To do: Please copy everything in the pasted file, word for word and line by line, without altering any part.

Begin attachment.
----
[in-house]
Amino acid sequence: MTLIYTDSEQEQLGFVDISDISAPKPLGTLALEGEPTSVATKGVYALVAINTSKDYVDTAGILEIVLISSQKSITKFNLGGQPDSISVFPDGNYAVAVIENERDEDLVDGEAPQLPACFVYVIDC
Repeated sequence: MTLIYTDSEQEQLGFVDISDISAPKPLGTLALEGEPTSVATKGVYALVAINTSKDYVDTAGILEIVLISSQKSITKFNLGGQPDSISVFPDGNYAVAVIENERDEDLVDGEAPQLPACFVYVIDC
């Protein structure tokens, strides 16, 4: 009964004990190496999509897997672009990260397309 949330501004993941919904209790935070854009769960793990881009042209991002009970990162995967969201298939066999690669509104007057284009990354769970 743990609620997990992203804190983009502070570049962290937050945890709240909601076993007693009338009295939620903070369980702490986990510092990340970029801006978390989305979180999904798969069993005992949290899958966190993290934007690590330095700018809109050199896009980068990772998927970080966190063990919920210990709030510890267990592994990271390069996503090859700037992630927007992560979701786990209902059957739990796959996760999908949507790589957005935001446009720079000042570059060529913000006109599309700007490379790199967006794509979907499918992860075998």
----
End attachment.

[in-house]
Amino acid sequence: MTLIYTDSEQEQLGFVDISDISAPKPLGTLALEGEPTSVATKGVYALVAINTSKDYVDTAGILEIVLISSQKSITKFNLGGQPDSISVFPDGNYAVAVIENERDEDLVDGEAPQLPACFVYVIDC
Repeated sequence: MTLIYTDSEQEQLGFVDISDISAPKPLGTLALEGEPTSVATKGVYALVAINTSKDYVDTAGILEIVLISSQKSITKFNLGGQPDSISVFPDGNYAVAVIENERDEDLVDGEAPQLPACFVYVIDC
């Protein structure tokens, strides 16, 4: 009964004990190496999509897997672009990260397309 949330501004993941919904209790935070854009769960793990881009042209991002009970990162995967969201298939066999690669509104007057284009990354769970 743990609620997990992203804190983009502070570049962290937050945890709240909601076993007693009338009295939620903070369980702490986990510092990340970029801006978390989305979180999904798969069993005992949290899958966190993290934007690590330095700018809109050199896009980068990772998927970080966190063990919920210990709030510890267990592994990271390069996503090859700037992630927007992560979701786990209902059957739990796959996760999908949507790589957005935001446009720079000042570059060529913000006109599309700007490379790199967006794509979907499918992860075998």